In some small way I feel like the Supreme Court attempted to answer that in Utah v. Strieff. I think there are valuable lessons in it to consider, not only as regards justice and law but also the nature of the Supreme Court.
It’s no secret why Clarence Thomas wrote the majority opinion: this is a judgment with another chiseling away of rights largely hitting minority communities, and so having him write it offers some legitimacy. Thomas and Sotomayor each had something to share, and it’s an illustrative glimpse at the very plastic concept of justice.
For Thomas (and the majority), this was a technical and procedural question. What should police do? How should they do it? What complications arise, and how do they see them through? It’s a very minutiae-driven analysis about technical aspects of law.
For Sotomayor, justice is not a matter of attempting to tighten the not-quite-snug gears of process. Justice is a matter of aggregates, and the measures of the real world. By her measure (and those of the minority), justice is what is, not what ought to be.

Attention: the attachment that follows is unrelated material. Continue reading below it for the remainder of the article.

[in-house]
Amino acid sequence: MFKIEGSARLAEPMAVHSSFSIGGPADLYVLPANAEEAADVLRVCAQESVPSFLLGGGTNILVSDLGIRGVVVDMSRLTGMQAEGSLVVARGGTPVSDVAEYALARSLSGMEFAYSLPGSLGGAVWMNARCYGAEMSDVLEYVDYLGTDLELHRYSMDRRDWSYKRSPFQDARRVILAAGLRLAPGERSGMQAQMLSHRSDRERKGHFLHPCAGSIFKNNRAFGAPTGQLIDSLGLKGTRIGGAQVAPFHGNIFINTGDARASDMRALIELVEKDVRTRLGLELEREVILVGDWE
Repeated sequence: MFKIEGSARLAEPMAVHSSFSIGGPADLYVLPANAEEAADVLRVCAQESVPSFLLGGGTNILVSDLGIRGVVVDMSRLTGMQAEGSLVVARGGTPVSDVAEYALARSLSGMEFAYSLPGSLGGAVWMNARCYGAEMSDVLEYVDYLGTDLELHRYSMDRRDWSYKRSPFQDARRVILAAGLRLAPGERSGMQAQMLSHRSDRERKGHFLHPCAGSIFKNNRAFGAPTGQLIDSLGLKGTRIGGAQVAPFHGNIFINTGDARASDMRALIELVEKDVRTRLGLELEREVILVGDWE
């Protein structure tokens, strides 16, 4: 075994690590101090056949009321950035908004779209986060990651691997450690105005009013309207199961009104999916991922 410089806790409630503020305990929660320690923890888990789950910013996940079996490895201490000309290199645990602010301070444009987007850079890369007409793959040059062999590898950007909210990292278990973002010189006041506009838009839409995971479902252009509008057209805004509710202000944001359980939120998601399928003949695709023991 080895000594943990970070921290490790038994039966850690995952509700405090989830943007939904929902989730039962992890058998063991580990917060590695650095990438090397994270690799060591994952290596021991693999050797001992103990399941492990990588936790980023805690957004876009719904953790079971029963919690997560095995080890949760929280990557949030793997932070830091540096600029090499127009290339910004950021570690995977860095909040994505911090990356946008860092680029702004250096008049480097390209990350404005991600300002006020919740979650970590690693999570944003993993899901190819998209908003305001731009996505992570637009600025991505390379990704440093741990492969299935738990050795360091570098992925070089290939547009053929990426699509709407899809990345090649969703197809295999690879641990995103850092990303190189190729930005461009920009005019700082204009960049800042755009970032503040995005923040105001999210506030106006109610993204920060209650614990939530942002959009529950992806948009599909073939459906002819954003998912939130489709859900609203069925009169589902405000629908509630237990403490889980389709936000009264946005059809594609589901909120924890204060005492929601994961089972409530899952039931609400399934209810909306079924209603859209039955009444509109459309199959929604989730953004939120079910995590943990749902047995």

There are advantages to either outlook: technical judgments provide clarity but don’t heavily consider downstream effects, whereas holistic measures avoid things like “separate but equal” but provide only fuzzy guidance for future issues.
Here I’d side with Sotomayor, but it isn’t like I don’t see the merit in what the majority is trying to do. This is why you want a diverse Supreme Court: there isn’t one way to look at these things and there often isn’t one measure of law or justice. There’s an art to all this and that art will necessarily be myopic and damaging if the Court is homogeneous.